Monday, February 12, 2024

In the 21st century is the meaning of words "political" and "agenda" changed?


     The mention of the word  "political" when defining "agenda," usually at the very end of the list of ways to use the word "agenda" in a sentence is part of all 21st century definitions, and by exploring my list of research sources even if you too will determine the same conclusion, it will be elucidating to ponder the differences between the words and their definitions.
     In the 21st century, the word "political" is essentially defined in connection with government, but then the word "agenda" is coupled for a fuller definition of the word "political" to include even what are described as think tanks.
     However, the mention of another definition of "political" without the use of the word "agenda" is not applied in a 21st century definition, although it is possible to apply the definition of the word "political" to any group of people who can congregate together, for instance, they live in the same apartment building, or attend the same house of worship, all of which are not necessarily a government. 
     On the other hand, the 21st century definition is the same as  it was in the past when referring to the word "agenda," which is similar in all the sources I found on the internet, and is solely applied to a plan of some sort, also a timetable for whatever may be included in that list of items, no matter what the use of the listed.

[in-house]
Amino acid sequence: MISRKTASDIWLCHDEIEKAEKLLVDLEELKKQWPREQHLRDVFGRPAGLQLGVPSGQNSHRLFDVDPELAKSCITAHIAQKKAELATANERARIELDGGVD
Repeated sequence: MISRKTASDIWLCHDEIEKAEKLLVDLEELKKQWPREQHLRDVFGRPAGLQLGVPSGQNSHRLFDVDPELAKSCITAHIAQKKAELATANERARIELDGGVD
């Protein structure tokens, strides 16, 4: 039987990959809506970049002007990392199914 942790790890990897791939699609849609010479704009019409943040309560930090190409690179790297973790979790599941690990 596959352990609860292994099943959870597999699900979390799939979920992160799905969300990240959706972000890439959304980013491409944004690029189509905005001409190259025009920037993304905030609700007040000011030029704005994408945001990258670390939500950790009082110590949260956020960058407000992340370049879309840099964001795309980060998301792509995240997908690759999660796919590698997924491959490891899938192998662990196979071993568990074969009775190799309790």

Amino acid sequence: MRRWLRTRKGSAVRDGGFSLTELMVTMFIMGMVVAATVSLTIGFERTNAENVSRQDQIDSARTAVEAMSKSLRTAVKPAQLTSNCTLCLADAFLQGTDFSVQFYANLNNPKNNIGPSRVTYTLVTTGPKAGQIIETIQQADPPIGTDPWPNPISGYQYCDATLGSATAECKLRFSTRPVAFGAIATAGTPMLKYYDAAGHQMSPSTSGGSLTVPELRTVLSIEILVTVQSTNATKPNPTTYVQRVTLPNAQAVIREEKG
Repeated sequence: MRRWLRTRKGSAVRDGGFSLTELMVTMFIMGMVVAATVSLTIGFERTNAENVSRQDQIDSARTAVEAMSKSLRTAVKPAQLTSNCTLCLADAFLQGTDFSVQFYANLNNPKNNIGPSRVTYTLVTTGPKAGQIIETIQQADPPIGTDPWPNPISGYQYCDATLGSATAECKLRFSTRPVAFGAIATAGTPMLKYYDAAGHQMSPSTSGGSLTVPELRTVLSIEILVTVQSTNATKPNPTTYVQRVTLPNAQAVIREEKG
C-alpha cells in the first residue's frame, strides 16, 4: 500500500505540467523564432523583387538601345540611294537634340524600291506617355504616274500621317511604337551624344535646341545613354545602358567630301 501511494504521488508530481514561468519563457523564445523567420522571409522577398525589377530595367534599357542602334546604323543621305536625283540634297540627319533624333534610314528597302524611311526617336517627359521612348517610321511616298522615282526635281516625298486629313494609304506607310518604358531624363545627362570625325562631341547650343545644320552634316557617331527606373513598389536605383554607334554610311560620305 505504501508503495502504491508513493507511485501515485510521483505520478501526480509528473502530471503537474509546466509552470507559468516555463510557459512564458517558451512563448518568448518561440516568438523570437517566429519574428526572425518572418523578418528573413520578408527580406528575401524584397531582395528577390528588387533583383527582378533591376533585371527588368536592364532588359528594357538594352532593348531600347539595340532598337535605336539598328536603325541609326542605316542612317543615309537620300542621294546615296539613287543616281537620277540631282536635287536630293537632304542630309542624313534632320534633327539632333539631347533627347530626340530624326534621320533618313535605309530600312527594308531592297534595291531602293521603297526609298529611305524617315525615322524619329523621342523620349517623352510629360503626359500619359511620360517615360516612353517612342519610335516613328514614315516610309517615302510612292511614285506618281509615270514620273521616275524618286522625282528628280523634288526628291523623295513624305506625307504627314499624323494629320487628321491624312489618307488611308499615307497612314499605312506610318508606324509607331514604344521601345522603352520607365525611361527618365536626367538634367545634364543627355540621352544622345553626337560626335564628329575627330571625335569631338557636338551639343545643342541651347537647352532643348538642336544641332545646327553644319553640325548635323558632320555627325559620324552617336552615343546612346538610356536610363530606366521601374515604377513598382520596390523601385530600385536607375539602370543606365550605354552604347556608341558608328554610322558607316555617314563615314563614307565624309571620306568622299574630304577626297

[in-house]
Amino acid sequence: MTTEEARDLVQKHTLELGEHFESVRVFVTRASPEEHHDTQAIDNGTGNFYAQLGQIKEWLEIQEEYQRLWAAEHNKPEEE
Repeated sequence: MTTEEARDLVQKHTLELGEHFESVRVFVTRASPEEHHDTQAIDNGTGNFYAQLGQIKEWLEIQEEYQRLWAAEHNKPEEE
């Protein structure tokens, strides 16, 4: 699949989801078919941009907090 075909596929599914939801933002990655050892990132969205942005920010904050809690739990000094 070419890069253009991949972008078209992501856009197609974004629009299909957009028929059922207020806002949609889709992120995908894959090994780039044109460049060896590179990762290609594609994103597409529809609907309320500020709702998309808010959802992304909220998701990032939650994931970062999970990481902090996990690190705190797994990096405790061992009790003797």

Nonetheless, I have concluded there is a 21st century slant to defining the words "political" and "agenda" mainly with the coupling of the aforementioned words to "political agenda," but this is a phenomena that applies to our modern day language lexicon, and this is why I have researched these particular words and their definitions in this words and meanings blogspot post.  I believe it is more important to redefine in context these once very common words, "politics" and "agenda" to identify what is  a 21st century of "historic" firsts when it comes to the "agenda" of a "political" hierarchy on the global world stage that affects us all, no matter what our political persuasion.

Tuesday, January 9, 2024

What is the meaning of the noun/verb/adjective word "mirror"?

     In this 21st century, the exploration of the often many ways words are used in a sentence can also reflect how words and meanings are a contributor to points of view.
    The word "mirror" is a noun, and thus one of those all important words, that in the 21st century can be an auxiliary to a point of view.  For example, with a slight departure from my other research sources who say the word "mirror" is just a "noun," Collins Dictionary, says a mirror is actually made of something, i.e. " a smooth surface that reflects the images of objects; esp., a piece of glass coated on the reverse side as with silver or an amalgam
     And as well, "the word "mirror" is a transitive verb" too:  " reflect, as in a mirror; give or show a likeness of..." and "... to mimic or imitate (something) accurate..."   Nonetheless, the Collins Dictionary notice that the word "mirror" is a "countable noun" suggests the word "mirror" can also be a vehicle of sorts for differing points of view.
     Another one of my research sources, lists this word as an adjective too, mainly as a "cannon or fugue played in retrograde or inversion as though read in a mirror placed below or beside the music," which suggests that the word "mirror" has other kinds of "reflections."
     Thus, the word "mirror" is an adjunct of sorts to whatever the word is paired with, and is a 21st century word that has dual uses, but this word isn't yet used to express a currently impactful event, however, as 2024 progresses and the world lurches toward even more division of thought and purpose, I suspect usage will be a regular aspect of reporting about the past and how it reflects on the present.